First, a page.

ADE sold its organic blackberry jam and shakes at the annual Strawberry Festival, along with the annual strawberry jello-eating contest and strawberry war which aired on national tv. ADE is also selling jams at local stores.

Using asset-based development model, ADE obtained the blackberry seeds from the national university, University of Costa Rica, with the purpose of cultivating organic products in the region and tried to start a co-op with local neighbors. The fruits of the ADE farm hopefully will encourage others to cultivate organic blackberry as an alternative to the heavy pesticide strawberries.





June 16, 2014

An interview with ADE High School's first graduate



Fabian was the first graduate of ADE Bilingual High School. He is currently staying with an ADE board member in Pennsylvania. Fabian gained a full scholarship to do ADE's 12th grade exchange program through a private Christian high school in Pennsylvania (Costa Rica's high school system runs through 11th grade.) He has just graduated and will return to CR shortly.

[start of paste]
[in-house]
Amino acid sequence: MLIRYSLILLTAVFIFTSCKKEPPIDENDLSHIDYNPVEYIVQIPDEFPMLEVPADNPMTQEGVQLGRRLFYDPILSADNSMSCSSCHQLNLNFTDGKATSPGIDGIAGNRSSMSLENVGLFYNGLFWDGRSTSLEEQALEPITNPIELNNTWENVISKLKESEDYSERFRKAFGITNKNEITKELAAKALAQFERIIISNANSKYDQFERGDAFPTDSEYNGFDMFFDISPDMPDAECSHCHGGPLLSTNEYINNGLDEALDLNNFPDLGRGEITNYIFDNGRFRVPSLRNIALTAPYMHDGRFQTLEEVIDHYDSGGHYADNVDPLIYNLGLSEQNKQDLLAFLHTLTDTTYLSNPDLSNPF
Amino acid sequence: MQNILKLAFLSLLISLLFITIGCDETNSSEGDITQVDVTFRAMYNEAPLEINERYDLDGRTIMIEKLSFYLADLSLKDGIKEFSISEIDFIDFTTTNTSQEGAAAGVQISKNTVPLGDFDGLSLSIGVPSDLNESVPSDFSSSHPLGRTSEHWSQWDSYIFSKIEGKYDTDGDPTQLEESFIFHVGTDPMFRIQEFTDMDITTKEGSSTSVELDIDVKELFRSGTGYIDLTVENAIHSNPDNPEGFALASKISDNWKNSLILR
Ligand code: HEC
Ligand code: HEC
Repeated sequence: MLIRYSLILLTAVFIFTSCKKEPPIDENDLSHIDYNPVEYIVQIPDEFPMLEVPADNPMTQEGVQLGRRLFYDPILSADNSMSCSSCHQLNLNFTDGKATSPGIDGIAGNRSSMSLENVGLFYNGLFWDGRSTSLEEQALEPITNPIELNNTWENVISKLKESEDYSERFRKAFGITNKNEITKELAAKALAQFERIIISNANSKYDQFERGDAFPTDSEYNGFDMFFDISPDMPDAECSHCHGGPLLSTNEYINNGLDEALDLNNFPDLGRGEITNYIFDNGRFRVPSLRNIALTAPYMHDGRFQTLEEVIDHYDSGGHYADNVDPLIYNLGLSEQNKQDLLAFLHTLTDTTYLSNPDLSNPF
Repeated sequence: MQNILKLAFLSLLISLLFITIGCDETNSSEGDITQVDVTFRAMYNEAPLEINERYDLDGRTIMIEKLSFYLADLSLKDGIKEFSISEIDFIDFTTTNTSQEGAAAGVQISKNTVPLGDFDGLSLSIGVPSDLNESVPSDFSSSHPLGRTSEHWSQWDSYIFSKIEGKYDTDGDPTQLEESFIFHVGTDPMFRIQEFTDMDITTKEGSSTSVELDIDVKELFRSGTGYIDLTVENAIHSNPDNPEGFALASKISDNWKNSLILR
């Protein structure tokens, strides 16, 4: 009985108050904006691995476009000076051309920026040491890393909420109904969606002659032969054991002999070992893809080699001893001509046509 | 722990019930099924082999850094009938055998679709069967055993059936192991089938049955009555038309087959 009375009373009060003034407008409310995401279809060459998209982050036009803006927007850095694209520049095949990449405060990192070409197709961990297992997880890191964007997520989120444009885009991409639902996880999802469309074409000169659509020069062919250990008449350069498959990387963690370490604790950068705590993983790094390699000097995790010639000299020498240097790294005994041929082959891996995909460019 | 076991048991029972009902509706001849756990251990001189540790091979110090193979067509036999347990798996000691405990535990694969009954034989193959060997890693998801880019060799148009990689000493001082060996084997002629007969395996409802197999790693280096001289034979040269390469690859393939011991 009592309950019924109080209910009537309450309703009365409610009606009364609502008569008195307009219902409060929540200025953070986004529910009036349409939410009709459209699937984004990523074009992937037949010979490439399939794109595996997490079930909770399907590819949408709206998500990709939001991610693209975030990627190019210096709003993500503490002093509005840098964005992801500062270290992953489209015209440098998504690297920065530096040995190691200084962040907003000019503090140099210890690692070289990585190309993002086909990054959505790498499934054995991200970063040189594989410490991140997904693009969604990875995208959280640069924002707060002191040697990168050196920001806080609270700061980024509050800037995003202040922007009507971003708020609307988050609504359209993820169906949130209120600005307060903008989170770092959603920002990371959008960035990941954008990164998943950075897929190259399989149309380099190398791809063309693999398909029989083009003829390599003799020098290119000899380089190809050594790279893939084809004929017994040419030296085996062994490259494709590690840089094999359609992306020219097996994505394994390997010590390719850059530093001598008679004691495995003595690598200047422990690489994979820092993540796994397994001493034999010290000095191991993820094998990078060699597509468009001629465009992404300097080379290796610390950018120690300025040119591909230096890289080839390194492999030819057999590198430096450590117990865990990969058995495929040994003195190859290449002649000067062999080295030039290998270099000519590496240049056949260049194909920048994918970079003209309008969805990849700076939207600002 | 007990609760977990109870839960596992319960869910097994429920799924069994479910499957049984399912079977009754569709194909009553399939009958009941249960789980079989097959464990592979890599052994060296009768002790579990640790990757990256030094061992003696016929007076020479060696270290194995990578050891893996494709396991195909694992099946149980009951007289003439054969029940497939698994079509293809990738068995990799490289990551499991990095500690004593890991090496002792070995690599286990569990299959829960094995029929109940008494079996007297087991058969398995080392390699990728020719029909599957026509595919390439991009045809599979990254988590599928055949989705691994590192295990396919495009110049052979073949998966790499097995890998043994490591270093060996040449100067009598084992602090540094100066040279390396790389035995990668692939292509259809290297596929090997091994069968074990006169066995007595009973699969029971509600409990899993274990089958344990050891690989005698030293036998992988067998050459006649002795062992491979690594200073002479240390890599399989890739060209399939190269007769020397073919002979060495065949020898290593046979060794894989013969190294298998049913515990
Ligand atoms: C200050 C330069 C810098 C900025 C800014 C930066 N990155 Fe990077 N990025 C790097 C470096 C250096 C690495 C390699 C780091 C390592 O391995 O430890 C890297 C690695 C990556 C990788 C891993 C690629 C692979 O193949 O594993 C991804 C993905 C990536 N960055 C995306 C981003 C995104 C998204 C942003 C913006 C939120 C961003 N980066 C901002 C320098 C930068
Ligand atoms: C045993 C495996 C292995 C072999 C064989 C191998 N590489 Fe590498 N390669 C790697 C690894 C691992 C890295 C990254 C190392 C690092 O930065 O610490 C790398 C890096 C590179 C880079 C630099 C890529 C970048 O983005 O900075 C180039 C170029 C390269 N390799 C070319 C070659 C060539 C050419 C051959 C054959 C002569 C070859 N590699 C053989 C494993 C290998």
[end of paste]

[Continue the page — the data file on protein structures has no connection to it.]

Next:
1. How did you know ADE and how were you involved with ADE?

I knew about ADE from Tomas and Chelsea. Before ADE I was planning on taking English classes.  When ADE came I heard they were going to give English courses.  After that they had a meeting in the community and I went to the meeting with my mom and that is when they offered the opportunity to go to the high school.  I wasn’t very interested at first because I was working and didn’t want to go to school every day.  Then I talked to my parents about it and they let me make the decision if I wanted to go to school and I decided that I would try even if it would be hard.  I knew if it worked I would continue and if not, then at least I tried.
2.   Have you seen ADE have an impact in your life?
I didn’t believe that I could study.  I learned that I could do it and do it well.  Now I understand that if you work hard and try to do your best you can do almost anything.  I think ADE is a great example of how you can help people local or far away.  I’ve learned that I can help others and change their lives just like someone helped me and my life was changed.
3.  Have you seen ADE have an impact on the community?
Yes. ADE is trying to demonstrate that you don’t need things from the outside.  They are trying to teach us that if we work together and work hard we don’t need outside help.  We can grow as a community.  Some examples are having our own high school and helping in the elementary school with teaching and even maintenance work on the windows.

4.  How can you see yourself do similar things like ADE?